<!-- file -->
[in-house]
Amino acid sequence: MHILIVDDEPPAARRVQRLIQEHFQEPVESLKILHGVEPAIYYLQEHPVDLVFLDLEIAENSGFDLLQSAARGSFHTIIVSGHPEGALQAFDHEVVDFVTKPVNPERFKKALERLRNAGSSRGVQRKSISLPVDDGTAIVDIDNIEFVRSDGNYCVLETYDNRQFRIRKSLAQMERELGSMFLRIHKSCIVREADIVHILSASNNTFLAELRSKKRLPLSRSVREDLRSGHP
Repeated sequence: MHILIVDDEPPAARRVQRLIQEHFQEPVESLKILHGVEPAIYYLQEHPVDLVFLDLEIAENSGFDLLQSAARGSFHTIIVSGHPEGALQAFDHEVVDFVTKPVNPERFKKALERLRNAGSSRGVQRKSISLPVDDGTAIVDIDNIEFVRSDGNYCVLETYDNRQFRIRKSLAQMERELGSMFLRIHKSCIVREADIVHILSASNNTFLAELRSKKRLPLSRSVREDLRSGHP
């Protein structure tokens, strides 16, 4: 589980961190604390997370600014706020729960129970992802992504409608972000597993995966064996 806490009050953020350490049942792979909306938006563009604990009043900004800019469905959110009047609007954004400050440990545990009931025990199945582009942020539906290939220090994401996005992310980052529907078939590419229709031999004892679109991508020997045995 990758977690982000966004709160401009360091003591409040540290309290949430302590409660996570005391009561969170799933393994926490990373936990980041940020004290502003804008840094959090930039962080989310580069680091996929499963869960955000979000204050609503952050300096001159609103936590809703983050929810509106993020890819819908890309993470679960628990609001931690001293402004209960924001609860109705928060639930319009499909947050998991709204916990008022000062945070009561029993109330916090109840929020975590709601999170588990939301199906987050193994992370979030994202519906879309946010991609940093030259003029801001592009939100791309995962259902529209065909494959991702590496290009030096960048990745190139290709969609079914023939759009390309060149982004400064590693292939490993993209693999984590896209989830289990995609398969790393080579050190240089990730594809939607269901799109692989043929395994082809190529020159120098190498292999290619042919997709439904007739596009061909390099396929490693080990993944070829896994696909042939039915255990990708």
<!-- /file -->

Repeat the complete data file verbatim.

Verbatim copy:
[in-house]
Amino acid sequence: MHILIVDDEPPAARRVQRLIQEHFQEPVESLKILHGVEPAIYYLQEHPVDLVFLDLEIAENSGFDLLQSAARGSFHTIIVSGHPEGALQAFDHEVVDFVTKPVNPERFKKALERLRNAGSSRGVQRKSISLPVDDGTAIVDIDNIEFVRSDGNYCVLETYDNRQFRIRKSLAQMERELGSMFLRIHKSCIVREADIVHILSASNNTFLAELRSKKRLPLSRSVREDLRSGHP
Repeated sequence: MHILIVDDEPPAARRVQRLIQEHFQEPVESLKILHGVEPAIYYLQEHPVDLVFLDLEIAENSGFDLLQSAARGSFHTIIVSGHPEGALQAFDHEVVDFVTKPVNPERFKKALERLRNAGSSRGVQRKSISLPVDDGTAIVDIDNIEFVRSDGNYCVLETYDNRQFRIRKSLAQMERELGSMFLRIHKSCIVREADIVHILSASNNTFLAELRSKKRLPLSRSVREDLRSGHP
């Protein structure tokens, strides 16, 4: 589980961190604390997370600014706020729960129970992802992504409608972000597993995966064996 806490009050953020350490049942792979909306938006563009604990009043900004800019469905959110009047609007954004400050440990545990009931025990199945582009942020539906290939220090994401996005992310980052529907078939590419229709031999004892679109991508020997045995 990758977690982000966004709160401009360091003591409040540290309290949430302590409660996570005391009561969170799933393994926490990373936990980041940020004290502003804008840094959090930039962080989310580069680091996929499963869960955000979000204050609503952050300096001159609103936590809703983050929810509106993020890819819908890309993470679960628990609001931690001293402004209960924001609860109705928060639930319009499909947050998991709204916990008022000062945070009561029993109330916090109840929020975590709601999170588990939301199906987050193994992370979030994202519906879309946010991609940093030259003029801001592009939100791309995962259902529209065909494959991702590496290009030096960048990745190139290709969609079914023939759009390309060149982004400064590693292939490993993209693999984590896209989830289990995609398969790393080579050190240089990730594809939607269901799109692989043929395994082809190529020159120098190498292999290619042919997709439904007739596009061909390099396929490693080990993944070829896994696909042939039915255990990708």